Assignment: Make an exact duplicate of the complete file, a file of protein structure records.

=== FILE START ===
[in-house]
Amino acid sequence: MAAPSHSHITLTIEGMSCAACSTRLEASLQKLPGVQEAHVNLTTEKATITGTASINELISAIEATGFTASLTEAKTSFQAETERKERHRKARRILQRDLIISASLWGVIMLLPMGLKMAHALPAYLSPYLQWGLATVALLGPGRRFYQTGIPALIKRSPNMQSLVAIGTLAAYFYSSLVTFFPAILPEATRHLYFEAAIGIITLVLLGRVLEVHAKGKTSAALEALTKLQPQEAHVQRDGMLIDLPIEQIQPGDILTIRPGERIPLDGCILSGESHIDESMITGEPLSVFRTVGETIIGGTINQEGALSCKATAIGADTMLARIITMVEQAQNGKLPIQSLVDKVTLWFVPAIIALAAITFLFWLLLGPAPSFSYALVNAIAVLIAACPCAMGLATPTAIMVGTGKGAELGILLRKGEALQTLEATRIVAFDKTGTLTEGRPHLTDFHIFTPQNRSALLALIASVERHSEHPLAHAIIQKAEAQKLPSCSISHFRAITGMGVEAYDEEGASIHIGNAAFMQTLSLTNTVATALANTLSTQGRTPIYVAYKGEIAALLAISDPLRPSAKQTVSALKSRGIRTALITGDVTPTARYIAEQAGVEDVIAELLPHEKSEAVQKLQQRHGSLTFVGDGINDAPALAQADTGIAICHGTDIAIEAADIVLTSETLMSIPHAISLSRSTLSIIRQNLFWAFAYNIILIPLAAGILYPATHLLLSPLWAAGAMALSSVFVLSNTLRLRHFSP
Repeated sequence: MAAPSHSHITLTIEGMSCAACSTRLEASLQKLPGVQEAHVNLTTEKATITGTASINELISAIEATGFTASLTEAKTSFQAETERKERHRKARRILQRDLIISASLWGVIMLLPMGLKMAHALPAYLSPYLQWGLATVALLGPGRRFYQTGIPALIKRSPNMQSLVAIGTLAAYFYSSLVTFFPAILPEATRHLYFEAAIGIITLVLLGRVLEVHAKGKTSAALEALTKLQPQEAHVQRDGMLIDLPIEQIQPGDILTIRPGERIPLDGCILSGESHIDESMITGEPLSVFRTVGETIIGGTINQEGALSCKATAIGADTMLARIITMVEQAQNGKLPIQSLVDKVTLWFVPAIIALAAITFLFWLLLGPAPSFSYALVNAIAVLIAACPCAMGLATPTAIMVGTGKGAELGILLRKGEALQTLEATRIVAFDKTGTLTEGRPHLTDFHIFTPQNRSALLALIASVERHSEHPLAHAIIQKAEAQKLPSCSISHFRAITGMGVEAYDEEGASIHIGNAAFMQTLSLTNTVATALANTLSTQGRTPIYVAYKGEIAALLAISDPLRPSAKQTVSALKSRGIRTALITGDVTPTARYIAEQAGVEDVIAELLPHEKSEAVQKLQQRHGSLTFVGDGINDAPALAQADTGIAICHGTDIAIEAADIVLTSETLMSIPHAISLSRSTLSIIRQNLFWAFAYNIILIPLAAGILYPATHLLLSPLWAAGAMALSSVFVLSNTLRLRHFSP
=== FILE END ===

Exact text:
[in-house]
Amino acid sequence: MAAPSHSHITLTIEGMSCAACSTRLEASLQKLPGVQEAHVNLTTEKATITGTASINELISAIEATGFTASLTEAKTSFQAETERKERHRKARRILQRDLIISASLWGVIMLLPMGLKMAHALPAYLSPYLQWGLATVALLGPGRRFYQTGIPALIKRSPNMQSLVAIGTLAAYFYSSLVTFFPAILPEATRHLYFEAAIGIITLVLLGRVLEVHAKGKTSAALEALTKLQPQEAHVQRDGMLIDLPIEQIQPGDILTIRPGERIPLDGCILSGESHIDESMITGEPLSVFRTVGETIIGGTINQEGALSCKATAIGADTMLARIITMVEQAQNGKLPIQSLVDKVTLWFVPAIIALAAITFLFWLLLGPAPSFSYALVNAIAVLIAACPCAMGLATPTAIMVGTGKGAELGILLRKGEALQTLEATRIVAFDKTGTLTEGRPHLTDFHIFTPQNRSALLALIASVERHSEHPLAHAIIQKAEAQKLPSCSISHFRAITGMGVEAYDEEGASIHIGNAAFMQTLSLTNTVATALANTLSTQGRTPIYVAYKGEIAALLAISDPLRPSAKQTVSALKSRGIRTALITGDVTPTARYIAEQAGVEDVIAELLPHEKSEAVQKLQQRHGSLTFVGDGINDAPALAQADTGIAICHGTDIAIEAADIVLTSETLMSIPHAISLSRSTLSIIRQNLFWAFAYNIILIPLAAGILYPATHLLLSPLWAAGAMALSSVFVLSNTLRLRHFSP
Repeated sequence: MAAPSHSHITLTIEGMSCAACSTRLEASLQKLPGVQEAHVNLTTEKATITGTASINELISAIEATGFTASLTEAKTSFQAETERKERHRKARRILQRDLIISASLWGVIMLLPMGLKMAHALPAYLSPYLQWGLATVALLGPGRRFYQTGIPALIKRSPNMQSLVAIGTLAAYFYSSLVTFFPAILPEATRHLYFEAAIGIITLVLLGRVLEVHAKGKTSAALEALTKLQPQEAHVQRDGMLIDLPIEQIQPGDILTIRPGERIPLDGCILSGESHIDESMITGEPLSVFRTVGETIIGGTINQEGALSCKATAIGADTMLARIITMVEQAQNGKLPIQSLVDKVTLWFVPAIIALAAITFLFWLLLGPAPSFSYALVNAIAVLIAACPCAMGLATPTAIMVGTGKGAELGILLRKGEALQTLEATRIVAFDKTGTLTEGRPHLTDFHIFTPQNRSALLALIASVERHSEHPLAHAIIQKAEAQKLPSCSISHFRAITGMGVEAYDEEGASIHIGNAAFMQTLSLTNTVATALANTLSTQGRTPIYVAYKGEIAALLAISDPLRPSAKQTVSALKSRGIRTALITGDVTPTARYIAEQAGVEDVIAELLPHEKSEAVQKLQQRHGSLTFVGDGINDAPALAQADTGIAICHGTDIAIEAADIVLTSETLMSIPHAISLSRSTLSIIRQNLFWAFAYNIILIPLAAGILYPATHLLLSPLWAAGAMALSSVFVLSNTLRLRHFSP